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Raccoons are known to find their way into our homes, garages, barns, and porch spaces; however, do we really know how vulnerable our house is to such intrusion? How do you determine your home's level of exposure? Read on to learn ways to inspect and animal proof your house from raccoon invasion this winter season.
Interior Home Inspections
To begin assessing how open your home is to the wild animal community, particularly raccoons, it is crucial to inspect the inside and outside of your house. Look for weak spots and pay close attention to dark, warm areas. These are ideal shelter spots for raccoons. Indoors, try starting in your basement. If you do not have a basement, turn to your utility room, crawl space, or garage as an option in its place.
Animal Proofing Your Home
Once an inspection has been completed, it is important to move onto animal proofing your home right away. The areas that were labeled weak, exposed, and open should be sealed immediately. By closing off the areas of access, you can stop further intrusion. It is very crucial to have all existing raccoons removed from your home with the help of a professional company before sealing off these access points.
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Although allied to the Bear family, this animal possesses much in common with the fox, in regards to its general disposition and character. It has the same slyness and cunning, the same stealthy tread, besides an additional mischievousness and greed. It is too common to need any description here, being found plentifully throughout nearly the whole United States. The bushy tail, with its dark rings, will be sufficient to identify the animal in any community. Raccoon hunts form the subject of many very exciting and laughable stories, and a "coon chase," to this day is a favorite sport all over the country. The raccoon, or "coon," as he is popularly styled, is generally hunted by moonlight. An experienced dog is usually set on the trail and the fugitive soon seeks refuge in a tree, when its destruction is almost certain. Besides possessing many of the peculiarities of the fox, the "coon" has the additional accomplishment of being a most agile and expert climber, holding so firmly to the limb by its sharp claws as to defy all attempts to shake it off.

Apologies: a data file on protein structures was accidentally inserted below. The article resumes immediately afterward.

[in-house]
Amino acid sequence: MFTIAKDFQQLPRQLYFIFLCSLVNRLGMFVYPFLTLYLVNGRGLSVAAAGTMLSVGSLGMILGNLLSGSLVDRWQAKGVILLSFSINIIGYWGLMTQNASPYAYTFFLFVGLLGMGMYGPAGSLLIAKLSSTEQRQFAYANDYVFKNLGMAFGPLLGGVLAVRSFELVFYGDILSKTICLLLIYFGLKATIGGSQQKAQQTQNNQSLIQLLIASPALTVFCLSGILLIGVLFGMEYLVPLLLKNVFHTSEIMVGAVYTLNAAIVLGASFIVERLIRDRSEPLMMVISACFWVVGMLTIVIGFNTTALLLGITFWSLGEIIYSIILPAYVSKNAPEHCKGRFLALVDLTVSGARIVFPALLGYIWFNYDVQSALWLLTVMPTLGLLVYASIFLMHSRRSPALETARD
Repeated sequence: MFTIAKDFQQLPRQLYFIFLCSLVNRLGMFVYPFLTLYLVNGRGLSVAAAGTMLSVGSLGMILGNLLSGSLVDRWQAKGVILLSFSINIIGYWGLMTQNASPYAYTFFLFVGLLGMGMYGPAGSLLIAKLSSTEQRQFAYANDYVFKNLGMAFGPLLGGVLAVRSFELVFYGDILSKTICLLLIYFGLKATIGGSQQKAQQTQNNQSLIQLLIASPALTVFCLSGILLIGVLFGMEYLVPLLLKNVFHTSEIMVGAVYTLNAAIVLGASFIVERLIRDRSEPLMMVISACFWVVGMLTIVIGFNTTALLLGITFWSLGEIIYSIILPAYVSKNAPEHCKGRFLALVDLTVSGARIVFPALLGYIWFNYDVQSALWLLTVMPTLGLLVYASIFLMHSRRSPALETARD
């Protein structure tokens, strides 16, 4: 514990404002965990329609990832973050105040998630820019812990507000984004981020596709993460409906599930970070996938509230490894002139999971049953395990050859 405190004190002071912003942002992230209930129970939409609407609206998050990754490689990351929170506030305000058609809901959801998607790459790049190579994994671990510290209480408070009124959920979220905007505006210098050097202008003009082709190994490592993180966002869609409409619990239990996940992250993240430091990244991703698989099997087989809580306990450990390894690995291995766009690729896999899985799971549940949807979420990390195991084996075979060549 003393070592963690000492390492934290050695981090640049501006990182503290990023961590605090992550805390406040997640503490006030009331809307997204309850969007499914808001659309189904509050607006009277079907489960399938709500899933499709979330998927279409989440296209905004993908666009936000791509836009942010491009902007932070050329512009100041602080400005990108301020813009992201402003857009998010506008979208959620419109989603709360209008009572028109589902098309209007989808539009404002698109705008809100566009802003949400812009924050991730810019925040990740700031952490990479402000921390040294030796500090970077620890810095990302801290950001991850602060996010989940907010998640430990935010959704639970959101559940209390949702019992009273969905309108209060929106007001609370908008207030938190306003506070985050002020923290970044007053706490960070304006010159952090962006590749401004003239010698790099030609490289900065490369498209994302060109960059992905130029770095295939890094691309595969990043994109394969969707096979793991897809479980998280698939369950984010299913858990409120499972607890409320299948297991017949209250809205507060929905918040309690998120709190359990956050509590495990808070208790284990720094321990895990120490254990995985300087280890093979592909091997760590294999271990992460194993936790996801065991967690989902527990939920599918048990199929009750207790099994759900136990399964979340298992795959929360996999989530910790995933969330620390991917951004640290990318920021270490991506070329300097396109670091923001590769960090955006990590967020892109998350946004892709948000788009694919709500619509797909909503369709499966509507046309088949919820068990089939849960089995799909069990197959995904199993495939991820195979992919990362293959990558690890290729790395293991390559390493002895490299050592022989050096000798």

The home of the raccoon is generally in a hollow tree; the young are brought forth in May, and are from four to six in number.
The beaten track of the coons may often be discovered in soft ground, and a trap carefully concealed therein will soon secure its victim. Another method of coon trapping is to set the trap near the coon tracks, spreading a few drops of anise on the pan and covering the whole with leaves. The coon, attracted by the scent, will feel around in the leaves for the bait, and thus "put his foot in it."